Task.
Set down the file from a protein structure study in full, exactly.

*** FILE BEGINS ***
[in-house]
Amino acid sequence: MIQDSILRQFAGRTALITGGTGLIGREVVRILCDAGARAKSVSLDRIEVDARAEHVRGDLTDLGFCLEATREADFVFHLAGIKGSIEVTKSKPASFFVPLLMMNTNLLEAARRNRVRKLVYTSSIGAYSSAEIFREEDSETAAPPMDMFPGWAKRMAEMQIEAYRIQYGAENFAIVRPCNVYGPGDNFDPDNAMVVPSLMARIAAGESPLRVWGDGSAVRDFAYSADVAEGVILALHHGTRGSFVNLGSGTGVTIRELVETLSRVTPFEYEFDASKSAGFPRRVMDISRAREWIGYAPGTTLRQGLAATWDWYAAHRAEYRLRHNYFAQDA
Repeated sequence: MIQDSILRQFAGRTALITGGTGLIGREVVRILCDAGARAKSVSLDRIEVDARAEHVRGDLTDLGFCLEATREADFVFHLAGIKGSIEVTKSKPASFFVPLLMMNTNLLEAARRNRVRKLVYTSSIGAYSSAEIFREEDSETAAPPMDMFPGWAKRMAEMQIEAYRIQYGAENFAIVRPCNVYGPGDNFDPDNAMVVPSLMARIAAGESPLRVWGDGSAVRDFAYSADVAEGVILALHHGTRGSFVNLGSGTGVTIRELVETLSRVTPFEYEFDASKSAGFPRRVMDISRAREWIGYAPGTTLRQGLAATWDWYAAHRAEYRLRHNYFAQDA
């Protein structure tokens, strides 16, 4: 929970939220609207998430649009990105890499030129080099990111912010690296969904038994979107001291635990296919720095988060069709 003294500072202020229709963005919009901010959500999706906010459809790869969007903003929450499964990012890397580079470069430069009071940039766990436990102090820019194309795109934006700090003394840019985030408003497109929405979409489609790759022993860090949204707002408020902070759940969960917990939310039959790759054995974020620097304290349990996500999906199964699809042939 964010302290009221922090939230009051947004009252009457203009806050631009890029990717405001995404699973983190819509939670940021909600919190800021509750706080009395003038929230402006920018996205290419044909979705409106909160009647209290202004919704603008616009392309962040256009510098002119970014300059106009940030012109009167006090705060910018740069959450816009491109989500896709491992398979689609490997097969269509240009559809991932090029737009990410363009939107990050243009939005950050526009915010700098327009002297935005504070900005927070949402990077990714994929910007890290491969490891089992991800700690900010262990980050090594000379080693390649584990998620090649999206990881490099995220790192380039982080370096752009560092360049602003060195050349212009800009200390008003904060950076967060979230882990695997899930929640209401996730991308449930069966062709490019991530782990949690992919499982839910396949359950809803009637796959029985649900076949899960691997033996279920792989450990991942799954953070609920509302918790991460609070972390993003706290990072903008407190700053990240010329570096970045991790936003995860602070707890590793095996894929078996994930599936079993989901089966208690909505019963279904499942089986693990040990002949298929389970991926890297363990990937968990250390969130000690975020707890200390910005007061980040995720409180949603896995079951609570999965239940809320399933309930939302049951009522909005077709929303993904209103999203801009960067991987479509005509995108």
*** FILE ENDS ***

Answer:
[in-house]
Amino acid sequence: MIQDSILRQFAGRTALITGGTGLIGREVVRILCDAGARAKSVSLDRIEVDARAEHVRGDLTDLGFCLEATREADFVFHLAGIKGSIEVTKSKPASFFVPLLMMNTNLLEAARRNRVRKLVYTSSIGAYSSAEIFREEDSETAAPPMDMFPGWAKRMAEMQIEAYRIQYGAENFAIVRPCNVYGPGDNFDPDNAMVVPSLMARIAAGESPLRVWGDGSAVRDFAYSADVAEGVILALHHGTRGSFVNLGSGTGVTIRELVETLSRVTPFEYEFDASKSAGFPRRVMDISRAREWIGYAPGTTLRQGLAATWDWYAAHRAEYRLRHNYFAQDA
Repeated sequence: MIQDSILRQFAGRTALITGGTGLIGREVVRILCDAGARAKSVSLDRIEVDARAEHVRGDLTDLGFCLEATREADFVFHLAGIKGSIEVTKSKPASFFVPLLMMNTNLLEAARRNRVRKLVYTSSIGAYSSAEIFREEDSETAAPPMDMFPGWAKRMAEMQIEAYRIQYGAENFAIVRPCNVYGPGDNFDPDNAMVVPSLMARIAAGESPLRVWGDGSAVRDFAYSADVAEGVILALHHGTRGSFVNLGSGTGVTIRELVETLSRVTPFEYEFDASKSAGFPRRVMDISRAREWIGYAPGTTLRQGLAATWDWYAAHRAEYRLRHNYFAQDA
């Protein structure tokens, strides 16, 4: 929970939220609207998430649009990105890499030129080099990111912010690296969904038994979107001291635990296919720095988060069709 003294500072202020229709963005919009901010959500999706906010459809790869969007903003929450499964990012890397580079470069430069009071940039766990436990102090820019194309795109934006700090003394840019985030408003497109929405979409489609790759022993860090949204707002408020902070759940969960917990939310039959790759054995974020620097304290349990996500999906199964699809042939 964010302290009221922090939230009051947004009252009457203009806050631009890029990717405001995404699973983190819509939670940021909600919190800021509750706080009395003038929230402006920018996205290419044909979705409106909160009647209290202004919704603008616009392309962040256009510098002119970014300059106009940030012109009167006090705060910018740069959450816009491109989500896709491992398979689609490997097969269509240009559809991932090029737009990410363009939107990050243009939005950050526009915010700098327009002297935005504070900005927070949402990077990714994929910007890290491969490891089992991800700690900010262990980050090594000379080693390649584990998620090649999206990881490099995220790192380039982080370096752009560092360049602003060195050349212009800009200390008003904060950076967060979230882990695997899930929640209401996730991308449930069966062709490019991530782990949690992919499982839910396949359950809803009637796959029985649900076949899960691997033996279920792989450990991942799954953070609920509302918790991460609070972390993003706290990072903008407190700053990240010329570096970045991790936003995860602070707890590793095996894929078996994930599936079993989901089966208690909505019963279904499942089986693990040990002949298929389970991926890297363990990937968990250390969130000690975020707890200390910005007061980040995720409180949603896995079951609570999965239940809320399933309930939302049951009522909005077709929303993904209103999203801009960067991987479509005509995108």